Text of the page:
The bus ride was almost 5 hours in length and a great bonding experience. We stopped for lunch at a local restaurant which contained a small dulcería or, in English, a candy shop. Continuing along the journey, we stopped once at a supermarket and purchased any snacks we would want over the remainder of the week.
When at last we arrived at our destination, we loaded the luggage and students aboard 3 boats and continued on to our home base.
Once at home base, rooms were assigned, rules were explained, and shortly there after the whole group was socializing on the hammocks in the common area and playing on playing together on the beach.
After the very competitive soccer game on the beach, we returned home for a delicious meal of spaghetti and garlic bread provided by the very kind chefs at home base.
At around 9:30pm, everyone was winding down and settling into their rooms for the night. At around 10:30pm everyone was fast asleep, with ambitions and excitement for the following day ahead of us. We are having so much fun getting to know each other and anticipate all that is to come this week!
BLOG POST FOR JULY 9
Hello all!! Today we awoke bright and early at 5am to the alarm of howler monkeys outside our windows. After playing some volleyball around 6am to let others sleep, we returned and enjoyed a delightful breakfast!
After breakfast we began our orientation to the program and learned about our mentors and their experiences. Once concluded, we received a very educational talk from ASTOP(association save turtles of parismina) about how to protect and save sea turtles from poachers.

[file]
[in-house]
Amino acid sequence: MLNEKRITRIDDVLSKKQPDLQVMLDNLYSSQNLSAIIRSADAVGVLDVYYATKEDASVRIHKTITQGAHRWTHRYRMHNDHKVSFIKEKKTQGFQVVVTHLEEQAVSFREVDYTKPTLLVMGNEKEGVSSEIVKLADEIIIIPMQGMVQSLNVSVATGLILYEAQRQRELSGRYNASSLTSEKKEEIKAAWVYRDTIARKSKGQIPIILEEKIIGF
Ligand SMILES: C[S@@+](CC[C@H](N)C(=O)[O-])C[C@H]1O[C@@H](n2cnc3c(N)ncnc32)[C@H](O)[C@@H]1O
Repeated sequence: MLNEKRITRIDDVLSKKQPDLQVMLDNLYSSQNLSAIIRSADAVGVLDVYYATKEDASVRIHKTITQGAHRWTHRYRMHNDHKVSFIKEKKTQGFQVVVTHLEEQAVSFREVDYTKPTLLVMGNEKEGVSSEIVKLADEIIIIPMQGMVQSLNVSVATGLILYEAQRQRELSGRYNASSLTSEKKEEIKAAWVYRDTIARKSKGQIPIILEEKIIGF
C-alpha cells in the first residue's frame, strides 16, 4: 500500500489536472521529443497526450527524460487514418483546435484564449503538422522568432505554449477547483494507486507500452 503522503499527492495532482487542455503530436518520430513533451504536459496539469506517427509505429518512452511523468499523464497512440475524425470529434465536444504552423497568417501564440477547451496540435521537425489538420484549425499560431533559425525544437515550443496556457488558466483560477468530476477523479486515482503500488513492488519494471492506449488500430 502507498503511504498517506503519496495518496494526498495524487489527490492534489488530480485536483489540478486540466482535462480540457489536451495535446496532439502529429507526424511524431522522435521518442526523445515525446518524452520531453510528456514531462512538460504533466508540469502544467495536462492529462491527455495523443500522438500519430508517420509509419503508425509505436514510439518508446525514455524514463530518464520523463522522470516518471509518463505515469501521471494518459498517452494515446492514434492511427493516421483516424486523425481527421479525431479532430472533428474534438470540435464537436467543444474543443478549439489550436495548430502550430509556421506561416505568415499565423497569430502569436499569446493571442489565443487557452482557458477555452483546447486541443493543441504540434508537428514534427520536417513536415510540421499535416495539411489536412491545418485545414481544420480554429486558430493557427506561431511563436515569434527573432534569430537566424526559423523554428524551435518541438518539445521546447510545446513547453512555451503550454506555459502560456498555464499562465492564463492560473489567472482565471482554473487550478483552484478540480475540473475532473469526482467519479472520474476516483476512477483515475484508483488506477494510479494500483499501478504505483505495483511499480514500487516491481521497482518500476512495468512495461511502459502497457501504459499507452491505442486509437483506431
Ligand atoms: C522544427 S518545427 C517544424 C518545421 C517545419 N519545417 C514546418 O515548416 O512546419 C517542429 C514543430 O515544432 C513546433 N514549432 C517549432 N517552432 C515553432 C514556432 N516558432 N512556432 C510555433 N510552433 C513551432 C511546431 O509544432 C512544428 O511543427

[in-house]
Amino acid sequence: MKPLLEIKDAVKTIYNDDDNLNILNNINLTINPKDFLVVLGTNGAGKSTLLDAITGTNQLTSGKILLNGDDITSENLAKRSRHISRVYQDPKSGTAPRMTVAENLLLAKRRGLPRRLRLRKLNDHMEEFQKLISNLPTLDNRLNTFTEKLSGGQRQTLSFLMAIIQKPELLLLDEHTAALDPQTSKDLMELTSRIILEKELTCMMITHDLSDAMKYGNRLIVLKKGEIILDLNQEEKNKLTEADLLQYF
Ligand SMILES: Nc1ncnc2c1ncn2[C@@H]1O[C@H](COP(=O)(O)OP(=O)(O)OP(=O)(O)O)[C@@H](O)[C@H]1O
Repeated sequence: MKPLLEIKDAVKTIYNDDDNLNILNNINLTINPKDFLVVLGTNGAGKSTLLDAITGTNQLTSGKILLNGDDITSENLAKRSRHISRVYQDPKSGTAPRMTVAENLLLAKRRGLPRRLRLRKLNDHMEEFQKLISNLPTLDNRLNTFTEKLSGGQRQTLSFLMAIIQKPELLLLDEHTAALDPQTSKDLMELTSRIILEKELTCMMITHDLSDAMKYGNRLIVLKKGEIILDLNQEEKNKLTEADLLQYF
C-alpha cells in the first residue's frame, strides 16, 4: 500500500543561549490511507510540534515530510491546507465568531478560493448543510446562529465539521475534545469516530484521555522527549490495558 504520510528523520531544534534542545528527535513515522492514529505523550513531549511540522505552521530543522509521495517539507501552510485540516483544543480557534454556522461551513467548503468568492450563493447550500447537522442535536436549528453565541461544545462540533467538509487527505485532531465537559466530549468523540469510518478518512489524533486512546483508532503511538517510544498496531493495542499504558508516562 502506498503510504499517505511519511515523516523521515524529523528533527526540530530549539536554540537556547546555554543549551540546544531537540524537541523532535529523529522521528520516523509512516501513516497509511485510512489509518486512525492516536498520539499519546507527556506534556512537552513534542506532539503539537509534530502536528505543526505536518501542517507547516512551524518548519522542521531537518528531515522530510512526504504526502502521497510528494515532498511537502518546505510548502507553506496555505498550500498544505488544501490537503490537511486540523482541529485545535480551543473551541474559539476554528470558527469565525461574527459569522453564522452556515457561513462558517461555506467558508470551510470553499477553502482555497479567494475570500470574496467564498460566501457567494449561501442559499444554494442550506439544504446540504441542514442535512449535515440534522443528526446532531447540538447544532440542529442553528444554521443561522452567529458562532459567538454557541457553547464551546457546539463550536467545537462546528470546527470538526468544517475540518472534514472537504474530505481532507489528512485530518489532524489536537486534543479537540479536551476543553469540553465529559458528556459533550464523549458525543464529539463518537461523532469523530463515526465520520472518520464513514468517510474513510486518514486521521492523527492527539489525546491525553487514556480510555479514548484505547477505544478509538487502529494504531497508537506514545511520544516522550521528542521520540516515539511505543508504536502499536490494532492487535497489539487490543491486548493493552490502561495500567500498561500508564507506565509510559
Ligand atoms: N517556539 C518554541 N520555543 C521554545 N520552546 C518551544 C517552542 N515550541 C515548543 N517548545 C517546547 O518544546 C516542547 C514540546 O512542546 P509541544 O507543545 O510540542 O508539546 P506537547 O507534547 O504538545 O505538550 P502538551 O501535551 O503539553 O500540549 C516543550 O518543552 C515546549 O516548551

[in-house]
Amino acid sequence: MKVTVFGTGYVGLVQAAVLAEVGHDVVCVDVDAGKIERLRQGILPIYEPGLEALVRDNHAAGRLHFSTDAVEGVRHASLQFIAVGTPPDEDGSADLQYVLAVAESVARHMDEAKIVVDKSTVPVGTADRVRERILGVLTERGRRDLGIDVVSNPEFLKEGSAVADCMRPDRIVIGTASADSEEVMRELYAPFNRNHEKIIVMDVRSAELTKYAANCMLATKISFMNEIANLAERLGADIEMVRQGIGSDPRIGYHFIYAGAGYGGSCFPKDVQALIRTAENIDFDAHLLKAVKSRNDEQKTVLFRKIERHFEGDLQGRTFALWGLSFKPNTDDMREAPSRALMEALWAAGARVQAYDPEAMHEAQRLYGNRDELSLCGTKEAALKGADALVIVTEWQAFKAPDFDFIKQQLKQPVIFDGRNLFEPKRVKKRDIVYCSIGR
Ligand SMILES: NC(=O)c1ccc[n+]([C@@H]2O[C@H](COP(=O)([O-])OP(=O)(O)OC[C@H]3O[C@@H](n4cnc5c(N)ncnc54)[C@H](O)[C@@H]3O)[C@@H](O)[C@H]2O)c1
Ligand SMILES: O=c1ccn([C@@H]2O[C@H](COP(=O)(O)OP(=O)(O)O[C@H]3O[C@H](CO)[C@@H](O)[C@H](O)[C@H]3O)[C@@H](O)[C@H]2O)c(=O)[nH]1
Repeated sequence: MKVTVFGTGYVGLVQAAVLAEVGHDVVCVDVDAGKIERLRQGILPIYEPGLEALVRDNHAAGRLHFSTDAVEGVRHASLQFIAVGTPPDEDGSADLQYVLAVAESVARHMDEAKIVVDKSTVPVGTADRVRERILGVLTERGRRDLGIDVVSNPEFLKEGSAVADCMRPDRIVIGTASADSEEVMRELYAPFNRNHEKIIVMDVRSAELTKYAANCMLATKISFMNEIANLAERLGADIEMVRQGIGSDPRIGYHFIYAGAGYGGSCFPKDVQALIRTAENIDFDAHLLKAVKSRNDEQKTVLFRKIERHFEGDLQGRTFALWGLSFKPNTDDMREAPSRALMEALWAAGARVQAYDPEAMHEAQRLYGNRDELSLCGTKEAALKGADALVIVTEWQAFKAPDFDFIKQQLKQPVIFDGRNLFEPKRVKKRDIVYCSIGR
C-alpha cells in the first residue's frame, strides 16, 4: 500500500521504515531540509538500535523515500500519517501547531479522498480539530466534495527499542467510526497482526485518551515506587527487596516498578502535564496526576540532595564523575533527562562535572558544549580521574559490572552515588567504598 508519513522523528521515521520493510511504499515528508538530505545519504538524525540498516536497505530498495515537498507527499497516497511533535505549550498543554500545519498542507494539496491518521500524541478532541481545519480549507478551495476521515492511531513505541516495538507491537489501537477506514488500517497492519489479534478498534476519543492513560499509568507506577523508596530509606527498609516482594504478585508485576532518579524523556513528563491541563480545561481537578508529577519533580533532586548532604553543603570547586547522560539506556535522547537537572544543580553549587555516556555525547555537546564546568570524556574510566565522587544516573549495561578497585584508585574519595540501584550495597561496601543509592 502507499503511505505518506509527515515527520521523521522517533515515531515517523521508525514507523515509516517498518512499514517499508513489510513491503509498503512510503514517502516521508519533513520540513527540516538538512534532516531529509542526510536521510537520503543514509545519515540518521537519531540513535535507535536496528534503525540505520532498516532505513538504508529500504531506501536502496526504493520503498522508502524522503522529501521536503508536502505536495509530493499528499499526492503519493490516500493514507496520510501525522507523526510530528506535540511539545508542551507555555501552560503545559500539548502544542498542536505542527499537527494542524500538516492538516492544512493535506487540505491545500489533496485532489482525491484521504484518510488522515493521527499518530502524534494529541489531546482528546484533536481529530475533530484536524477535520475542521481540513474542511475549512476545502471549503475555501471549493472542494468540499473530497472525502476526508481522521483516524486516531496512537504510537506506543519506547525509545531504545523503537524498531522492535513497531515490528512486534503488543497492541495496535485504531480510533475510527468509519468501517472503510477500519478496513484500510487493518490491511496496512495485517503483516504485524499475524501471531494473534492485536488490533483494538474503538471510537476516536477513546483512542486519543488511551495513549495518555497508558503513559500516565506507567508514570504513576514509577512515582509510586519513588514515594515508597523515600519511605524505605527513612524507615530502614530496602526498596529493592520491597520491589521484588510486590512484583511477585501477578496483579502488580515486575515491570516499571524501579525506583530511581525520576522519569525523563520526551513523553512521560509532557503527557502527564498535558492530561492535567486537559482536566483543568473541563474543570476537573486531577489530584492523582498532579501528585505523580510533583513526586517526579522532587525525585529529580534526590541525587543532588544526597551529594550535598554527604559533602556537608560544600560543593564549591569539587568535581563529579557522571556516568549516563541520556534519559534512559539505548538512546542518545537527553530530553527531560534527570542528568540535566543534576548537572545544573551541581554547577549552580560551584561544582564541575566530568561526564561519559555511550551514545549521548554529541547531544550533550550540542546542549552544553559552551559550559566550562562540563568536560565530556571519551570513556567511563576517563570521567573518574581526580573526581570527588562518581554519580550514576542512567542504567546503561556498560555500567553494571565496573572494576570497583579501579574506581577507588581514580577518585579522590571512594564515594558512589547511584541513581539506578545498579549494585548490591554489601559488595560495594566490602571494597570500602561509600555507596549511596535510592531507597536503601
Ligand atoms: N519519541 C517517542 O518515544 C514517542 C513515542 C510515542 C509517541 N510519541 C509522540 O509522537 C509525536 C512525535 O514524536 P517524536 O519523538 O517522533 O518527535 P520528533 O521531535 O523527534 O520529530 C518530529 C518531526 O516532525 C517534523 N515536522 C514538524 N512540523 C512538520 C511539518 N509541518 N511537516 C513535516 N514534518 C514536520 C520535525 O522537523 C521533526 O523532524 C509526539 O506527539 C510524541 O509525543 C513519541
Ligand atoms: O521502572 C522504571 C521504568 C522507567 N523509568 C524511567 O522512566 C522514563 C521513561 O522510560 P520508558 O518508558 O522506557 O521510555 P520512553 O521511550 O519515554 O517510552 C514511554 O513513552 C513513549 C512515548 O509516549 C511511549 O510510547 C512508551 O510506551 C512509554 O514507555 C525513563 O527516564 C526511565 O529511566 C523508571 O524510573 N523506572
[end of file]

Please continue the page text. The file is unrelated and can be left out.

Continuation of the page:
After the talk, we all relaxed until lunch time around 12pm.
After lunch we continued with orientation and then started our epic volleyball tournament. The tournament lasted around 2 hours, after which, everyone was properly sweaty and in need of a shower.
Instead of a shower we were supervised as we took our first dip in the warm waters of the Caribbean. As some of us waded through the water, others enjoyed a game. Finally, we retired back to home base for our dinner and then began preparations for the nights very first turtle patrol! Fingers crossed we see a turtle tonight!
Pics from day 2 and 3 below!
BLOG POST FOR JULY 10
Written by Leaders of the Day: Jacob, Shea, and Ella
Buenas Dias!!! Last night we went on our first turtle patrol. After getting dressed into our black clothing and closed toed shoes we headed out with the guides to start the patrol in two separate groups. With the first 30 minutes the first group saw a green turtle that had been turned over on its back. This had been done by local poachers to prevent the turtle from getting away. As our guide flipped the turtle over so it could go back to the ocean the poachers came back and spotted us, realising that they could no longer poach the turtle. The poachers in Parismina are not dangerous, most of them are young people from the village trying to sell the meat and eggs to make money. [To note: our community, Parismina, is a small town of around 500 people. Everyone knows who the turtle patrollers are vs. the turtle poachers and they live in harmony. There is an agreement that if a turtle is found by patrol guards first, they get to protect the eggs. If the poachers find them first, they get to take the eggs. This is how the community works together and we even do a debate about each of the sides of turtle protection/turtle poaching.] We are happy this turtle was able to make it back to the ocean safely. We carried on our walk to find out the second group had spotted a turtle laying eggs and we all came to watch.